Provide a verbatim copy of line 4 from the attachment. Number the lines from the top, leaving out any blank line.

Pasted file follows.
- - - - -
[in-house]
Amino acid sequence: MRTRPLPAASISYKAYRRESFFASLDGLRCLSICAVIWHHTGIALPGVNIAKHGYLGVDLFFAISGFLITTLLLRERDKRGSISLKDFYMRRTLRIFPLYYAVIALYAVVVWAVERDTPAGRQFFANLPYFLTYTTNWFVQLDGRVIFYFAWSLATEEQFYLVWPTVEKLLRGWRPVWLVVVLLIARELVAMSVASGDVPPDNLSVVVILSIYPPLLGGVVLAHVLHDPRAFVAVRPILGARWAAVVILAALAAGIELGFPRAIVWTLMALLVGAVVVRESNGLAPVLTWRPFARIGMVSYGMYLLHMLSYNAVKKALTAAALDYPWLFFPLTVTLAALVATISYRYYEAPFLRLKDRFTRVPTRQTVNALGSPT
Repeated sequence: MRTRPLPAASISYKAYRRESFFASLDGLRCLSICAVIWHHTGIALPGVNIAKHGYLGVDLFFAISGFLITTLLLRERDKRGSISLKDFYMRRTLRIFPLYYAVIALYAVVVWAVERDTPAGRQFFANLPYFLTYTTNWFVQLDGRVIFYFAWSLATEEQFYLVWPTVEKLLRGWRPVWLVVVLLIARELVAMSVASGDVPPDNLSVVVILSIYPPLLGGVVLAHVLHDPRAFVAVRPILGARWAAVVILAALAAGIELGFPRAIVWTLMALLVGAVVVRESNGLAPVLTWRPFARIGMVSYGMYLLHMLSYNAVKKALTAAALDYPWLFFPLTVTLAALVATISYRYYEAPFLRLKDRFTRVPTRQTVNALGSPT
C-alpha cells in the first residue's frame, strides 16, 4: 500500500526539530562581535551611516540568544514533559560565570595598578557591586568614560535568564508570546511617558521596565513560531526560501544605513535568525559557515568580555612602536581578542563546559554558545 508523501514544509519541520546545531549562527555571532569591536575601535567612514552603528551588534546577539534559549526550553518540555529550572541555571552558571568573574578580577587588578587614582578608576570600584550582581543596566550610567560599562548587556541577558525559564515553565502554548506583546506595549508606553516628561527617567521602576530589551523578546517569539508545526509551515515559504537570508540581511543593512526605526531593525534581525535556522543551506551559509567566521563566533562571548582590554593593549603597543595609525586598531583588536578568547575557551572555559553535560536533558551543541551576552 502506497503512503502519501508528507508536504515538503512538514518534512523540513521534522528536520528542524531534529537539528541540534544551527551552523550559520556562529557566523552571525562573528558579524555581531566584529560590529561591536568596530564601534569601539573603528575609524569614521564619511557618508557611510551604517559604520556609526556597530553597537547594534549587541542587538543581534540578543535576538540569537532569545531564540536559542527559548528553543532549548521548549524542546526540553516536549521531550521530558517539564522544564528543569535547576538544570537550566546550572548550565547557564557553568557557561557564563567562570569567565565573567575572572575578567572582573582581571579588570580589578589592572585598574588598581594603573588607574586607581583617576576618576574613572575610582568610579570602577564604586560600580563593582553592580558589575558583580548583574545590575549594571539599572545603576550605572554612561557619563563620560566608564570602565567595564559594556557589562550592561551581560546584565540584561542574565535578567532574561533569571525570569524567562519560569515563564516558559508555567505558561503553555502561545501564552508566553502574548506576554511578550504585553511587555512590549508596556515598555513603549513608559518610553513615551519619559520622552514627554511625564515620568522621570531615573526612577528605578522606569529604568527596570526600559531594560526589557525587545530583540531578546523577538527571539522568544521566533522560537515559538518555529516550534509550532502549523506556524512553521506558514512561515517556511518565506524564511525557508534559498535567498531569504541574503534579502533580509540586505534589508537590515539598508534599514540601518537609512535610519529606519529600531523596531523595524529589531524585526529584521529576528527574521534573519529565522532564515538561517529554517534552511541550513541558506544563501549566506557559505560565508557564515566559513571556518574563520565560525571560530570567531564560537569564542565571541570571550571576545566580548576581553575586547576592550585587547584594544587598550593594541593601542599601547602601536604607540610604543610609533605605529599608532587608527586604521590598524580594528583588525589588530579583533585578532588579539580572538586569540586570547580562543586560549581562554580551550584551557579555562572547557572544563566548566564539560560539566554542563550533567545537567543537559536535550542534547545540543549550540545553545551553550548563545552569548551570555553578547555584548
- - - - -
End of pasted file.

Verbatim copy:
C-alpha cells in the first residue's frame, strides 16, 4: 500500500526539530562581535551611516540568544514533559560565570595598578557591586568614560535568564508570546511617558521596565513560531526560501544605513535568525559557515568580555612602536581578542563546559554558545 508523501514544509519541520546545531549562527555571532569591536575601535567612514552603528551588534546577539534559549526550553518540555529550572541555571552558571568573574578580577587588578587614582578608576570600584550582581543596566550610567560599562548587556541577558525559564515553565502554548506583546506595549508606553516628561527617567521602576530589551523578546517569539508545526509551515515559504537570508540581511543593512526605526531593525534581525535556522543551506551559509567566521563566533562571548582590554593593549603597543595609525586598531583588536578568547575557551572555559553535560536533558551543541551576552 502506497503512503502519501508528507508536504515538503512538514518534512523540513521534522528536520528542524531534529537539528541540534544551527551552523550559520556562529557566523552571525562573528558579524555581531566584529560590529561591536568596530564601534569601539573603528575609524569614521564619511557618508557611510551604517559604520556609526556597530553597537547594534549587541542587538543581534540578543535576538540569537532569545531564540536559542527559548528553543532549548521548549524542546526540553516536549521531550521530558517539564522544564528543569535547576538544570537550566546550572548550565547557564557553568557557561557564563567562570569567565565573567575572572575578567572582573582581571579588570580589578589592572585598574588598581594603573588607574586607581583617576576618576574613572575610582568610579570602577564604586560600580563593582553592580558589575558583580548583574545590575549594571539599572545603576550605572554612561557619563563620560566608564570602565567595564559594556557589562550592561551581560546584565540584561542574565535578567532574561533569571525570569524567562519560569515563564516558559508555567505558561503553555502561545501564552508566553502574548506576554511578550504585553511587555512590549508596556515598555513603549513608559518610553513615551519619559520622552514627554511625564515620568522621570531615573526612577528605578522606569529604568527596570526600559531594560526589557525587545530583540531578546523577538527571539522568544521566533522560537515559538518555529516550534509550532502549523506556524512553521506558514512561515517556511518565506524564511525557508534559498535567498531569504541574503534579502533580509540586505534589508537590515539598508534599514540601518537609512535610519529606519529600531523596531523595524529589531524585526529584521529576528527574521534573519529565522532564515538561517529554517534552511541550513541558506544563501549566506557559505560565508557564515566559513571556518574563520565560525571560530570567531564560537569564542565571541570571550571576545566580548576581553575586547576592550585587547584594544587598550593594541593601542599601547602601536604607540610604543610609533605605529599608532587608527586604521590598524580594528583588525589588530579583533585578532588579539580572538586569540586570547580562543586560549581562554580551550584551557579555562572547557572544563566548566564539560560539566554542563550533567545537567543537559536535550542534547545540543549550540545553545551553550548563545552569548551570555553578547555584548